“No one owes you a job, so you’ve got to show that you’re valuable” – animation by Wes West

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Animator Wes West shares the story of how he left employment at an agency to form Jolt, his animation studio.

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I started my career freelancing at animation studios in Soho, where I met a lot of incredibly talented people. After moving to Oxfordshire, I worked for a digital agency and marketing agency and have recently started up my own studio called Jolt.

I’ve produced content for Goodyear Tyres, Citizens Advice, Recycle Now, WWF and the Scottish Government. My clients tend to me socially progressive organisations that have an important message to convey.

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I’ve always tried to push myself on each project I work on and never become too complacent. I enjoy learning new things and try to keep my tastes fairly eclectic. As a creative person, you never know when a piece of information you picked up years ago will find its way into your work.

I’ve worked hard to develop a good process for producing animation. People often get hung up on the technical side of producing the work but the relationship you establish with the client is crucial to a successful outcome.

I ask my client what they need to say with a video, making sure to capture as much detail as possible and then write a script for the video that’s simple and flows well. From this, I produce a storyboard. I never present flat storyboards, I always make a rough edit of the sketches with music and a placeholder voiceover as it helps people to understand the pace of the video while still being easy to make changes.

Once I have a storyboard signed off, I’ll produce artwork for each shot before bringing everything to life with animation.

I tend to most of my artwork in Adobe Illustrator and animate using After Effects, Animate or Photoshop. I tend to avoid paper unless I’m life drawing.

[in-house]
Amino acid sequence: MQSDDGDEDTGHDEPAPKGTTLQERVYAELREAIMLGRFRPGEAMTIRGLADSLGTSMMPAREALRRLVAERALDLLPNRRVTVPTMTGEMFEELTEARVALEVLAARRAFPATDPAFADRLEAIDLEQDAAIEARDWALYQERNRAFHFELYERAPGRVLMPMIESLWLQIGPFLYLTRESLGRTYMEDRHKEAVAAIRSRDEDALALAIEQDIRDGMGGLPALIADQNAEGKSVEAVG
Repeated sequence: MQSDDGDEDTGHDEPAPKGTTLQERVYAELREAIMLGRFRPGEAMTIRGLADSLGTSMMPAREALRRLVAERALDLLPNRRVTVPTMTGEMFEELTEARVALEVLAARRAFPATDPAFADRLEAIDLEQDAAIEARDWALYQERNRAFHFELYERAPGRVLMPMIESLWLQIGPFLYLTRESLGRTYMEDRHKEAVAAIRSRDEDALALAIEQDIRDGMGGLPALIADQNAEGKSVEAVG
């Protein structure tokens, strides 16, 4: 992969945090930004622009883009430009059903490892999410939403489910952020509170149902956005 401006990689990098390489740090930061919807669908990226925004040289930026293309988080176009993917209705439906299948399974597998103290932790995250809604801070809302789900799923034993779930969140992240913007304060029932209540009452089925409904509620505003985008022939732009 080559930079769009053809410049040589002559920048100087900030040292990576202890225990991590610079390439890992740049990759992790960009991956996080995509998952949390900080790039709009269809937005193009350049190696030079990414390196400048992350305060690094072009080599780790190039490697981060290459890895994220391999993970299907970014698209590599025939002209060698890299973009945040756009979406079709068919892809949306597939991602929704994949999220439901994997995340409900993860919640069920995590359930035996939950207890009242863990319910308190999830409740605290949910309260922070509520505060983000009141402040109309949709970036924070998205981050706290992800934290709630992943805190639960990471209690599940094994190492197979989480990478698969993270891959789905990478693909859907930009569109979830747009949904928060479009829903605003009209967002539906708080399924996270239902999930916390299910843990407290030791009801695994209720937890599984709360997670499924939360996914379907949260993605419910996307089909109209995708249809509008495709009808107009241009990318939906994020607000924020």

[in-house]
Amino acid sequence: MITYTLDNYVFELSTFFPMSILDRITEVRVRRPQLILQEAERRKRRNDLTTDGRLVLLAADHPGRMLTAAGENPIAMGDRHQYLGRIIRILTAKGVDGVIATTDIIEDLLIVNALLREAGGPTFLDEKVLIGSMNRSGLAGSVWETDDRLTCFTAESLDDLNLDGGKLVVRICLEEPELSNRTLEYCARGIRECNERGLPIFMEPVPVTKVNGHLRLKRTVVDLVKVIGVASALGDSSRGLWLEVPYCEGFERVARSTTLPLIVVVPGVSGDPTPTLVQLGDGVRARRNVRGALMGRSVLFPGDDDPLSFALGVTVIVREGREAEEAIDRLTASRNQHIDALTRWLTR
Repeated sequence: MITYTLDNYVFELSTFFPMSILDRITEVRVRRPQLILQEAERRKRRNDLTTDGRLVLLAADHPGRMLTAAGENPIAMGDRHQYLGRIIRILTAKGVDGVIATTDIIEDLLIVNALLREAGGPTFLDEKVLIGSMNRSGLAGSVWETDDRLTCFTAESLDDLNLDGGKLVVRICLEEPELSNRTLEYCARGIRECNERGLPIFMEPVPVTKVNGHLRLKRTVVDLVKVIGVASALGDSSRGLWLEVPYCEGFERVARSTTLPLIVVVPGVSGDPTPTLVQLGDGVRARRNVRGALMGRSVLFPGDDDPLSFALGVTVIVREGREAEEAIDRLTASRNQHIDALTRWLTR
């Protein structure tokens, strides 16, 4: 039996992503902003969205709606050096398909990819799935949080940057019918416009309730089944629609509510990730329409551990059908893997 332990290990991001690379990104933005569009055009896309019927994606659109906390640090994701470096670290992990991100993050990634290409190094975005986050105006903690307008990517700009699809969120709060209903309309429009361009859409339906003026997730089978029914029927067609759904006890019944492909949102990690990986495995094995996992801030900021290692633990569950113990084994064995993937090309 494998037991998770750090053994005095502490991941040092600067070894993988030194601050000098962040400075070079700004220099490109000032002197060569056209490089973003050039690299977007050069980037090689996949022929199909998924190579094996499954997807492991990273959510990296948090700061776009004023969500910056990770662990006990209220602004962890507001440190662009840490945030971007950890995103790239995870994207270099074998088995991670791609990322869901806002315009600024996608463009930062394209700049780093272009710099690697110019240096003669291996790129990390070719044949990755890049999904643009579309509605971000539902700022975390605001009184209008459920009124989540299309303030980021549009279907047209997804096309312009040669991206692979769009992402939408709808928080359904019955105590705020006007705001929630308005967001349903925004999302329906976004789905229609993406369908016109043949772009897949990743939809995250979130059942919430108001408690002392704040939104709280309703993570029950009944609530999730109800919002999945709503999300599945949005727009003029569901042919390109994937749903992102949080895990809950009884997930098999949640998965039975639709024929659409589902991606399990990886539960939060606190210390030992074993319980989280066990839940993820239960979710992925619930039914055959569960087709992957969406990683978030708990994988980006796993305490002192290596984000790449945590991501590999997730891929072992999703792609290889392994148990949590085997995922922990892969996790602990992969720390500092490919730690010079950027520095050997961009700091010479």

I’m lucky enough to be based in a town called Witney on the edge of the Cotswolds. I drop my daughter off at school and then have a 10 minute cycle to the studio I share with 4 other talented designers. It’s great to be around like-minded creative people all day. In the past, I’ve spent a long time commuting by car, so having a routine that lets me spend more time with my family and get some exercise is idyllic.

My advice for others is: Practice, practice, practice. It’s important to keep making things – even if they’re a bit rubbish to start of with. It’s also important to realise there are no rules in this industry. If you want a creative job, don’t wait for a company to post job ad, make a good piece of work and contact the companies that you want to work for, explaining how they could benefit from your skills. No one owes you a job, so you’ve got to show them that you’re valuable.

Starting your own company is a big leap into the unknown but I’m really pleased with how things have been going so far.

For me, success is about creating a good balance between my work and family. I’m always looking to work on interesting and creative projects but balancing that ambition with family life is important to me.

I’d love to do more with the arts in the future. I don’t think I’ll sack it all in to become a painter but I’ve been doing commercial work for years and it would be great to do something that’s sole purpose was to entertain.

Learn more about Wes on the Jolt website.

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